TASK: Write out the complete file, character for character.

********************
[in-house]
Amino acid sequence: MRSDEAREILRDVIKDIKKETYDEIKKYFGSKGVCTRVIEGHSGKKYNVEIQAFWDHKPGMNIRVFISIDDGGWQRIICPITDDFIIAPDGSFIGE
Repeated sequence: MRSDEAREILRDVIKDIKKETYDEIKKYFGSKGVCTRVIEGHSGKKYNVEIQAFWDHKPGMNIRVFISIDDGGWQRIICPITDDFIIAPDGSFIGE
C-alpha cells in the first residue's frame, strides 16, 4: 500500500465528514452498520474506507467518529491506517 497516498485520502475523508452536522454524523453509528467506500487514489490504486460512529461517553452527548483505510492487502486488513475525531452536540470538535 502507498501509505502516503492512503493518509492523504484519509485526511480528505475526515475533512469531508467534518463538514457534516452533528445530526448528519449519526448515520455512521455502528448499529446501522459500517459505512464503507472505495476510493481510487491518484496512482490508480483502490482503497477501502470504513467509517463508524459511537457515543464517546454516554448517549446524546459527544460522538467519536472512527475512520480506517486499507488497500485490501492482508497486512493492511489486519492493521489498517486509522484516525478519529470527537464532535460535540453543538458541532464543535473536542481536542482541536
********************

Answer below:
[in-house]
Amino acid sequence: MRSDEAREILRDVIKDIKKETYDEIKKYFGSKGVCTRVIEGHSGKKYNVEIQAFWDHKPGMNIRVFISIDDGGWQRIICPITDDFIIAPDGSFIGE
Repeated sequence: MRSDEAREILRDVIKDIKKETYDEIKKYFGSKGVCTRVIEGHSGKKYNVEIQAFWDHKPGMNIRVFISIDDGGWQRIICPITDDFIIAPDGSFIGE
C-alpha cells in the first residue's frame, strides 16, 4: 500500500465528514452498520474506507467518529491506517 497516498485520502475523508452536522454524523453509528467506500487514489490504486460512529461517553452527548483505510492487502486488513475525531452536540470538535 502507498501509505502516503492512503493518509492523504484519509485526511480528505475526515475533512469531508467534518463538514457534516452533528445530526448528519449519526448515520455512521455502528448499529446501522459500517459505512464503507472505495476510493481510487491518484496512482490508480483502490482503497477501502470504513467509517463508524459511537457515543464517546454516554448517549446524546459527544460522538467519536472512527475512520480506517486499507488497500485490501492482508497486512493492511489486519492493521489498517486509522484516525478519529470527537464532535460535540453543538458541532464543535473536542481536542482541536